I would be interested to better learn the "why" of your question. I think that would be particularly helpful.In my experience, the two terms are often used interchangeably and that's not necessarily wrong. Sales and revenue are usually of an historic context, so in construction I'm not sure how you would differentiate the two. I would look at it like this: revenue is the top line(s) on an income statement, and sales generally comprise a significant portion of revenue. Therefore, it stands to reason that sales generally = revenue, but not all revenue = sales. This is assuming that such sales are core to the business and are not peripheral, which would not be reported in the top section of the income statement.To visualize:Sales - jobsSales - fabricationSales - servicesRoyalties Total revenueSales are part of the composition of revenue. As far as your take, construction sales would ultimately end up as revenue no matter how you look at it. In a given period, you would recognize job sales for the portion of the contract for which work was completed and that would end up as the revenue reported.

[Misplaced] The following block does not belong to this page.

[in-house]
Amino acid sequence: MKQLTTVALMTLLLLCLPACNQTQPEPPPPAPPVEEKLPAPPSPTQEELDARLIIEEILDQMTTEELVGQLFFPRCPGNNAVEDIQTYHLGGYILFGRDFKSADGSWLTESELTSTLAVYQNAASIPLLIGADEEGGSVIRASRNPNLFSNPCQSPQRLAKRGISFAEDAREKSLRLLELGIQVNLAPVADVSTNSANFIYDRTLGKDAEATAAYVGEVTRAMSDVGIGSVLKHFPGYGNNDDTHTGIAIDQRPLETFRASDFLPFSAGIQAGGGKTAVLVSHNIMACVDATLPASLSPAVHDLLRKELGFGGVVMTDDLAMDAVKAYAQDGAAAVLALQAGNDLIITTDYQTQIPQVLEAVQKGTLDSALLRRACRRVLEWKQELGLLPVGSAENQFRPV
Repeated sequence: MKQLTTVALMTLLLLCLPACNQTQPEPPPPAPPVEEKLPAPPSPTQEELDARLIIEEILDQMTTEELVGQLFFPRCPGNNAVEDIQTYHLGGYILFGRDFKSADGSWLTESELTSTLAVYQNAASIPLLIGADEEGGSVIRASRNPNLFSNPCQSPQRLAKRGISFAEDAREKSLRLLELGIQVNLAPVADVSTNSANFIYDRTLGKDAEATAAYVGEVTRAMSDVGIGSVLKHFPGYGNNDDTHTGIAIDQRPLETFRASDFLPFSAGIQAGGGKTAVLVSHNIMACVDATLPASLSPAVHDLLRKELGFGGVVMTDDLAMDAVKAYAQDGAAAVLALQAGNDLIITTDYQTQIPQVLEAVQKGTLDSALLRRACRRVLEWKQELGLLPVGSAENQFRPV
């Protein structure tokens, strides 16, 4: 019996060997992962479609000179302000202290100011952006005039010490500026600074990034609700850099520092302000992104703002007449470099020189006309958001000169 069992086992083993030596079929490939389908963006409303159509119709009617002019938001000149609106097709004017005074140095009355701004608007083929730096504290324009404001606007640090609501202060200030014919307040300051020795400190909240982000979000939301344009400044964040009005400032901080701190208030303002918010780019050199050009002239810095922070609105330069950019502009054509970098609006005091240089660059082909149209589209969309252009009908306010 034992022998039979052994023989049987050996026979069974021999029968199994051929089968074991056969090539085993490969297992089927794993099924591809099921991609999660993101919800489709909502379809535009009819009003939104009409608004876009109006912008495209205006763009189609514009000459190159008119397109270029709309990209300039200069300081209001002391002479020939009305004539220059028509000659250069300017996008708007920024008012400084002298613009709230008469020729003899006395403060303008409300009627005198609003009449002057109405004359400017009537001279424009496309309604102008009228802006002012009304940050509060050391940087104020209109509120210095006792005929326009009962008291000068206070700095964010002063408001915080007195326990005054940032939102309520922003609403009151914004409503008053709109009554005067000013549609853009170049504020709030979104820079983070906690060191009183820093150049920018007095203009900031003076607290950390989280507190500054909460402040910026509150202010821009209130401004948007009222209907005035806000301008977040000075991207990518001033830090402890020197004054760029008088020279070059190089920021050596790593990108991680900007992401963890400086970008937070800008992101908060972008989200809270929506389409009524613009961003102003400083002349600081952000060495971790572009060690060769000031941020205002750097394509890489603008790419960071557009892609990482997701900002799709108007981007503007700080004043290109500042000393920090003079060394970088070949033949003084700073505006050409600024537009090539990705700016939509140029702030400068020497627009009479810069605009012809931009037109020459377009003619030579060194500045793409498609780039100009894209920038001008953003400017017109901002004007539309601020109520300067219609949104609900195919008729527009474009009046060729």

In both construction organizations I have worked in we used the following to differentiate:
· Construction Revenue is that which is recognized on your income statement from your WIP schedule calculations and other service, fabrication or other period revenue for the organization.
· Sales represent contract awards at full contract value and are used for internal reporting within the organization as a means to measure goal attainment and as it relates to the building of backlog.
Bill Patt| email@example.com
D 651-605-2474 | c 612-723-8310 | f 651-894-6774
Corval Group | 1633 Eustis Street, St. Paul, MN 55108
www.corvalgroup.com | we build confidence
Home of the Connection Café.
100 Village Blvd., Suite 200, Princeton, NJ 08540Phone: 609-452-8000 | 888-421-9996 | Fax: 609-452-0474 | firstname.lastname@example.org